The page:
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What Is a Man?

When no bush of the field was yet in the land and no small plant of the field had yet sprung up—for the Lord God had not caused it to rain on the land, and there was no man to work the ground, and a mist was going up from the land and was watering the whole face of the ground – then the Lord God formed the man of dust from the ground and breathed into his nostrils the breath of life, and the man became a living creature. And the Lord God planted a garden in Eden, in the east, and there He put the man whom He had formed.

- Genesis 2:5-8

Yes, I am shamelessly playing on the title of the documentary, What Is a Woman? Released first in June of last year, the show was re-released on Twitter in June of this year, where it got nearly 180 million views. If you can find a way to watch it, I recommend it. It’s very enlightening, and just as enlightening is the fact that finding a place to watch it is nearly impossible. It says something about our society that this is even a question, and worse, that it is a question we have to ask ourselves more than once.

You know what question we don’t ask, though? We don’t ask, “What is a man?” Father’s Day is a good enough reason for us to stop and think about man, masculinity, fatherhood, and all things male. Although I won’t pretend that a single blog is sufficient to any aspect of manhood, the least we can do is pause a moment and think. Specifically, I want us to think about man as God intended, meaning I am writing from an unapologetically Christian perspective. If all human beings fall short and we all need to be saved, then why would Christians look to the world for wisdom?

In our creation, God gave us two tasks: first, be fruitful and multiply, and second, subdue the earth and rule over it. These were the tasks given to the male and female made in the Image of God. To think that God created male and female unequally is inaccurate. All we have to do is read the text. Moreover, here – and only here in the origin of life created by God – will we find equality between male and female. Nowhere else. Indeed, so many in our society are eager to see the demise of Christianity without realizing that all the values of the western world originated in Christianity. Already, we see the diminishment of women as men seek to compete with women as women. We see the diminishment of women in men who are altered medically to be like women and proceed to behave in the most stereotypical and frivolous feminine or the most vulgar and degrading feminine.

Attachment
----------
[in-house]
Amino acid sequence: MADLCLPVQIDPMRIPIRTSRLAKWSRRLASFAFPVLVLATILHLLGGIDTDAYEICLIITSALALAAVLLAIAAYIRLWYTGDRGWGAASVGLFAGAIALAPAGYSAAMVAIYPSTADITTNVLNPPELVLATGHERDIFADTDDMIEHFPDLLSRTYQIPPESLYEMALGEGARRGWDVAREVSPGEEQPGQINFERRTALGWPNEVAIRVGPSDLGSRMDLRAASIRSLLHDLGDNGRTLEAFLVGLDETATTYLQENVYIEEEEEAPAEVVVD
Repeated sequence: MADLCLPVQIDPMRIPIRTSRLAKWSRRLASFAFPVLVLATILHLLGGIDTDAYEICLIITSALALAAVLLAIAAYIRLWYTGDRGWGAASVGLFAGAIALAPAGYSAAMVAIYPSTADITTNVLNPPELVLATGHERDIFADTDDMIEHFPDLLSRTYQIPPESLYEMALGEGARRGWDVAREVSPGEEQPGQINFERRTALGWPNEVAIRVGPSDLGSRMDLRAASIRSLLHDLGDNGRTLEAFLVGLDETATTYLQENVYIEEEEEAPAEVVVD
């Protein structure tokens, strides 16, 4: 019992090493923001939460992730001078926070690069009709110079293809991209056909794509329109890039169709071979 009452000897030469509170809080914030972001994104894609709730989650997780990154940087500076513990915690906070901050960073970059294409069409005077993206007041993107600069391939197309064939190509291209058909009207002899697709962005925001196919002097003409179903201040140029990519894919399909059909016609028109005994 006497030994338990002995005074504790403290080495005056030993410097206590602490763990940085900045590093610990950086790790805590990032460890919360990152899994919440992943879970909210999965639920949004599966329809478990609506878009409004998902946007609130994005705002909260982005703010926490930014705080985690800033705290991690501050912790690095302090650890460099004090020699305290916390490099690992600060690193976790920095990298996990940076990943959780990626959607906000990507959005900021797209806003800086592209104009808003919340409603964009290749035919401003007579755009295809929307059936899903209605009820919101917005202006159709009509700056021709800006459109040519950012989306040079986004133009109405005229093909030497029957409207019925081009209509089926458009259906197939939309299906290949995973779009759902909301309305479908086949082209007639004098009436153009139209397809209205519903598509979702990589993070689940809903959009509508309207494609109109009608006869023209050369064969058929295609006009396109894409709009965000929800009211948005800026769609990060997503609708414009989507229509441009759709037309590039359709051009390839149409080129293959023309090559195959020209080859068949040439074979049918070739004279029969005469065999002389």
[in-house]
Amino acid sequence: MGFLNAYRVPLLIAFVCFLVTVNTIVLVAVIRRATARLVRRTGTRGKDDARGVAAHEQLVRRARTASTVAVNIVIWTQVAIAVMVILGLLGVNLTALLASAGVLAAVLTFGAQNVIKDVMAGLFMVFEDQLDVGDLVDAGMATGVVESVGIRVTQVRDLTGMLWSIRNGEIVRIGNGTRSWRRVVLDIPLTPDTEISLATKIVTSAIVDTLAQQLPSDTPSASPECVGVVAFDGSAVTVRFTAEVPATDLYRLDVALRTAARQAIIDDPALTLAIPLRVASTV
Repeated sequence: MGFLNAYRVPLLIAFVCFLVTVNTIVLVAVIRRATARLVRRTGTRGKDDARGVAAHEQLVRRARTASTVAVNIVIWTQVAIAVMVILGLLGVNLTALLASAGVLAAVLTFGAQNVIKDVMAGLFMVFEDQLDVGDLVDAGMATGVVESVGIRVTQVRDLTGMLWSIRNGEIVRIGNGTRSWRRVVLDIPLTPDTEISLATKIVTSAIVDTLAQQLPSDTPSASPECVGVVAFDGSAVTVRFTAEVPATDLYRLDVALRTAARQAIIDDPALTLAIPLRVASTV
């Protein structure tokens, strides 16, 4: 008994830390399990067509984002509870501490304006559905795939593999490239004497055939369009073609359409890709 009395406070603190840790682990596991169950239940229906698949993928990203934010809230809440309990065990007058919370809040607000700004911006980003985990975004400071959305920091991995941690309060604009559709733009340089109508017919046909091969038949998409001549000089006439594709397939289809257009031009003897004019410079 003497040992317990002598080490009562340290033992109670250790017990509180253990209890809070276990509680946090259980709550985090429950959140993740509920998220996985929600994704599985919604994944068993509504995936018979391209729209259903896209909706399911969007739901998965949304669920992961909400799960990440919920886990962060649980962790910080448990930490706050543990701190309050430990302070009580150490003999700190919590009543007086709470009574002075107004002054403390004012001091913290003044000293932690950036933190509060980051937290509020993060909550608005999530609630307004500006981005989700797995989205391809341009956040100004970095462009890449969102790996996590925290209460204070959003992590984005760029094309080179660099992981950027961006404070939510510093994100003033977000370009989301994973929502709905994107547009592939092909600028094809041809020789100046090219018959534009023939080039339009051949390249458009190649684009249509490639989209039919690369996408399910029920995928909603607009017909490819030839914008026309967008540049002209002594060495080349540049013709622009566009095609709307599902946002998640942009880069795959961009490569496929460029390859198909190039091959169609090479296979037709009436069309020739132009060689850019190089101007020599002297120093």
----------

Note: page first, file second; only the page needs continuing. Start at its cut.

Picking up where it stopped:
In the passage above, which builds on the grand creation of Genesis 1, creation is seen as waiting for its caretaker. When God created the man, He formed the man from the dust before breathing life into him. In that first man, the union between material and spiritual began. Creatures have life, but animals, birds, and fish do not participate in the realm of the spiritual. They are not sentient beings. Likewise, the realm of spiritual life was and is populated by angels and demons, an entire sphere of beings who are active and acting but are not seen. In forming the man from dust and breathing His life into him, the Divine was joined to the world He brought into being. That is a man – the location of the union of spiritual and physical reality.

The man is created for a specific task, and that is to “work the ground” in the Garden Paradise that God gave him. In addition, the man ruled over the animals and birds, which is shown when he was allowed to name them. As God created and brought order out of the chaos, now the man is to do the same – bring order from chaos and maintain order in creation. That is a man – the one who works and brings order to life.

However, working the ground and ruling over living creatures are only one of the two tasks given to the male and female by God in Genesis 1. The man had no way of being fruitful, no means of multiplying, without the woman whom God fashioned out of the man himself and gave to him. Having been pulled apart by God to create the woman, the man not only needs her to multiply he now needs her to be whole. That is a man – the one who needs a woman to be whole.

All of this is revealed in the account of creation, and we cannot see what that was like. Perhaps C. S. Lewis makes the innocence of the first man and woman more accessible in his sci-fi novel Perelandra, the second in his Space Trilogy. We don’t know, though, because we cannot see the man and woman before sin and death warped human nature, just as we cannot see the Resurrected Jesus on His throne and in our midst even now.